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Tuesday, June 11, 2019

Budgets and Allocations

Years ago, in one of the various roles I served a small company, (to me it was large, but in the bigger scheme of things not as large as it seemed) I was responsible for developing an operating budget for the areas of business for which I was responsible.  It was in a time of rapidly fluctuating input prices -- particularly for fuel -- which were a significant component of our operating costs.  We were challenged to find ways to reduce those expenditures yet, to grow our top line revenue.

Any type of business operation works somewhat like a funnel.  You, hopefully, have a large amount of material going in the top (revenue) and after siphoning off what is necessary to keep the business running and generate that revenue, a steady stream coming out the bottom of the funnel.  The size of the "out" end of the funnel is larger, or smaller, based on the amount siphoned off to cover those operating expenses.  Most people in management focus on the expenses, whereas most leaders focus on the amount going into the funnel at the top.  That is one of the key differences between management and leadership.  One seeks to control activity and the other seeks to stimulate activity.

In a generalized sense, both types of individuals fill crucial roles in an organization and both are constantly thinking about the allocation of resources to meet various needs.  [I didn't intend such a lengthy preamble to what I wanted to say this morning.]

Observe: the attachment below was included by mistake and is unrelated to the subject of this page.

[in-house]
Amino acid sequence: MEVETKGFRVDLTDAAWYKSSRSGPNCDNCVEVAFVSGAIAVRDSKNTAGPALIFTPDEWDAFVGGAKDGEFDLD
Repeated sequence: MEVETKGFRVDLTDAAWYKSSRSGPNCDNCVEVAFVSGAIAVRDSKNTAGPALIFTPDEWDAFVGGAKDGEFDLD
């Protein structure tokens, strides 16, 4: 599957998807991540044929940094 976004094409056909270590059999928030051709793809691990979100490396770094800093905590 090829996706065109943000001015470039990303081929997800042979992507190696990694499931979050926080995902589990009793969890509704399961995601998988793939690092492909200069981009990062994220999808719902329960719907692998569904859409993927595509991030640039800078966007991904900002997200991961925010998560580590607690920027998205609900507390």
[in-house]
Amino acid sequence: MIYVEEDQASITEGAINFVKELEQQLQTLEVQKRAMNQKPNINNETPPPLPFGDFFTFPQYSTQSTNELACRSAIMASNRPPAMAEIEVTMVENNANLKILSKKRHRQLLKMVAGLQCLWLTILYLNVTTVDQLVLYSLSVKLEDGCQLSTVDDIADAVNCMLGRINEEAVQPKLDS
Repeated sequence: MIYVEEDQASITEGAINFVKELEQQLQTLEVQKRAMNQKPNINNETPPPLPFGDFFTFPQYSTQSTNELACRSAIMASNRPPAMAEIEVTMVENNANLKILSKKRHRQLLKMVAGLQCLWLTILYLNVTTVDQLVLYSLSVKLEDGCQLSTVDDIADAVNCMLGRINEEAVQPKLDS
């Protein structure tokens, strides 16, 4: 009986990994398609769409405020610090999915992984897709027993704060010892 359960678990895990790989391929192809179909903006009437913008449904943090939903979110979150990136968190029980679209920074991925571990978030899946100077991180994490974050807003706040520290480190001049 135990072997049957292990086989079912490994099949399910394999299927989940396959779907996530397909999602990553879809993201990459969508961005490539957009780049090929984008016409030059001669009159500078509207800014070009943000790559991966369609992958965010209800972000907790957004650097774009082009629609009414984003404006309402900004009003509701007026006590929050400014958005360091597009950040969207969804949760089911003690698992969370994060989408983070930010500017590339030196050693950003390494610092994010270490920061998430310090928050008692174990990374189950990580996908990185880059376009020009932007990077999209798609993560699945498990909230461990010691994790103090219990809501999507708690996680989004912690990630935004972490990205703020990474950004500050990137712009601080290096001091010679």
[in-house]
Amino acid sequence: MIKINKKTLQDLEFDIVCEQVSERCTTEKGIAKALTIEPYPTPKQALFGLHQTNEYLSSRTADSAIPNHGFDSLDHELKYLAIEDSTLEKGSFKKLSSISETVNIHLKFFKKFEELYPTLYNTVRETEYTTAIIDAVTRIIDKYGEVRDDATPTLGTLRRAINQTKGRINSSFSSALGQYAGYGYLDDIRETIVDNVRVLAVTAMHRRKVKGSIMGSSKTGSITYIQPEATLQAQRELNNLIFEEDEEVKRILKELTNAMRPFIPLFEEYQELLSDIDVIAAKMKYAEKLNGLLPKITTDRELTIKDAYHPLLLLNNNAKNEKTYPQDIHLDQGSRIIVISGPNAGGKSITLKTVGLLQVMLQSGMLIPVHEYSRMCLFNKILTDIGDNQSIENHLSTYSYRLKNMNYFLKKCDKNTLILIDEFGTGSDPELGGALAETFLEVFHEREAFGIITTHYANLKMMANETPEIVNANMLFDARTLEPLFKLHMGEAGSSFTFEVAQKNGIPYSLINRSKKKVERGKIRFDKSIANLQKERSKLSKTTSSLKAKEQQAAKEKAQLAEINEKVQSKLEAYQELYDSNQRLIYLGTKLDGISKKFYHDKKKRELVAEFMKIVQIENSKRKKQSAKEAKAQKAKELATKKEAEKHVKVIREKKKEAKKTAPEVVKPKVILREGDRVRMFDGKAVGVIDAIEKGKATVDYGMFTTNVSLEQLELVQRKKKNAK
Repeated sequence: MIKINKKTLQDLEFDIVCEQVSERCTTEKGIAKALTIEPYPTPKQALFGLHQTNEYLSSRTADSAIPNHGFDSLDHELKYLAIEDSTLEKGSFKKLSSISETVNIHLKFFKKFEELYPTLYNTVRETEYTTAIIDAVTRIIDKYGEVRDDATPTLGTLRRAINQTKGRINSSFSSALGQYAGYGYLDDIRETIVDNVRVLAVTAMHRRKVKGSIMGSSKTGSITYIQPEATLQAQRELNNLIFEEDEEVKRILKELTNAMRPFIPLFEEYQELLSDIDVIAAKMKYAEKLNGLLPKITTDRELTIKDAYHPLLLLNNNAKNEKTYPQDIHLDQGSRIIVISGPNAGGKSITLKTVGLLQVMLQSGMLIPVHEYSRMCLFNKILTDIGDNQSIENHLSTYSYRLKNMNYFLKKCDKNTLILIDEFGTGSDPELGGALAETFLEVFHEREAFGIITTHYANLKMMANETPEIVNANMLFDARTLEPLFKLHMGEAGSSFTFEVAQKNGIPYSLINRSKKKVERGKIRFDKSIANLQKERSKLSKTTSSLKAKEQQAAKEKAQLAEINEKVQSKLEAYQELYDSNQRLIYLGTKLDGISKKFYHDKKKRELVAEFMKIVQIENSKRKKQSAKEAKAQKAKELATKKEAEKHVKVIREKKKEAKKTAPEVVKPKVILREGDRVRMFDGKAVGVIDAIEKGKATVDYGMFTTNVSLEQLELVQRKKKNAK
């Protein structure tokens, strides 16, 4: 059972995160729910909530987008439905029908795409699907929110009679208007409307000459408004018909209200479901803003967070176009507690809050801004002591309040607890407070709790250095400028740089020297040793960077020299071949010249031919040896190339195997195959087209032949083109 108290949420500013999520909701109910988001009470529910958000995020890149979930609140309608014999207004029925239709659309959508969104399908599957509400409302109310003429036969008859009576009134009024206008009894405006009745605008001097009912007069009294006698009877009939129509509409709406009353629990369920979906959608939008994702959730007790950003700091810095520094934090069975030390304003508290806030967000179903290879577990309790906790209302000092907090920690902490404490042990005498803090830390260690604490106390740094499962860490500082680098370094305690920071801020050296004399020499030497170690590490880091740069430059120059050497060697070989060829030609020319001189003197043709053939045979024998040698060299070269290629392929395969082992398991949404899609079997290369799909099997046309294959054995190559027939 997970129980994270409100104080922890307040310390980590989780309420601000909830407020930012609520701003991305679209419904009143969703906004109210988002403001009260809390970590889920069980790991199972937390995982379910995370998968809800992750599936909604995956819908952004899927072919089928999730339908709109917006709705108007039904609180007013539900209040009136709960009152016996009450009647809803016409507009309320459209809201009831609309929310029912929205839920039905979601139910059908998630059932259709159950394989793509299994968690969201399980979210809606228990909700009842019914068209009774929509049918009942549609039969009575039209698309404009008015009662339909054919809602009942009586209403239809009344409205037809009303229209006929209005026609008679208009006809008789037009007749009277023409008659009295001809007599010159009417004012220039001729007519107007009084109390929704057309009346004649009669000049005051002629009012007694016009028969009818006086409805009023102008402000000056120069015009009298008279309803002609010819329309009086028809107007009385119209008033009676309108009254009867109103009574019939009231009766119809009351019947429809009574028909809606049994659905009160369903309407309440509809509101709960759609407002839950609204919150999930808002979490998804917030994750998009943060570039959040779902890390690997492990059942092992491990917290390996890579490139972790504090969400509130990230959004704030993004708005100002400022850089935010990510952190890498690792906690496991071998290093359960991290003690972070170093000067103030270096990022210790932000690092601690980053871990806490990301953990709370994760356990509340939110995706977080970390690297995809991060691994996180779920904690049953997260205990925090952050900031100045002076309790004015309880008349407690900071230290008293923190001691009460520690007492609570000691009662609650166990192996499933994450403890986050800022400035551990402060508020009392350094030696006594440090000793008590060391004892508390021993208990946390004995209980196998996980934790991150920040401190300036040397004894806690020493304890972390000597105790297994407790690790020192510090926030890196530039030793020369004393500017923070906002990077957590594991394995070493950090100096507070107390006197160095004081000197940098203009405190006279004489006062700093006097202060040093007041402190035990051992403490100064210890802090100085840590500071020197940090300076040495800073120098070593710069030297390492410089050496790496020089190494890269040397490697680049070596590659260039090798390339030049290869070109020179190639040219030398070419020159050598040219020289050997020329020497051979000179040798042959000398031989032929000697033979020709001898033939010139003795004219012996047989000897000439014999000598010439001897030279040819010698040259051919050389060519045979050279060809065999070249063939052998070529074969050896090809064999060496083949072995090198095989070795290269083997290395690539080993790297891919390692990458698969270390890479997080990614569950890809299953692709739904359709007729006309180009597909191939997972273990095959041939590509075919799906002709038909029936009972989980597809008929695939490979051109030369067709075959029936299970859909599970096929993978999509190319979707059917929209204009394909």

Allocation of resources is a complex problem for most businesses.  It can be complicated for a household dealing with competing needs -- house payment, groceries, fuel, clothing, etc.  If you expand the thinking to a country economy, or even beyond to the world economic situation, the problem becomes almost insolvable.  We depend on the marketplace to allocate resources based on pricing mechanisms that are often manipulated by governments -- such as the tariff "wars" with China, or the product embargoes against Iran.  Ideally a free market allows for efficient allocation of resources.  That free market can mean large price fluctuations based on temporary shortages, or gluts of specific products -- especially applicable to agricultural products -- food.  These can be local, regional, or global in nature.

Is there a better way?  After all, security issues will always come into play in interactions between countries -- or, between companies.  Those issues affect the movement of goods and services around the globe.

I don't think a "One World" government is the answer -- mainly because it concentrates power in too few hands, but I do think better needs-based intelligence could help provide a solution.  The growth of databases and the computing power now available can help us to solve global issues of resource allocation.  Making that "intelligence" available to businesses can provide better decision-making processes based on the dynamics of resource movement.

The problem is an old one; it is simply that of logistics.  When I was in college I took a course in Operations Research which was the mathematics behind solving efficient allocation of resources.  In simplest terms, an example is the best way to describe it.  If you are a large railroad company moving freight around the country, how do you determine the routing of individual rail cars to most efficiently transport them across the country from their point of origin to the nearest point of termination?  If you really think about it, it can become extremely complex.

For many years this type of problem was solved by brute force computation and a few wild guesses.  Today, it can be solved very quickly with computers.  Now expand that thinking to the worldwide allocation of food....

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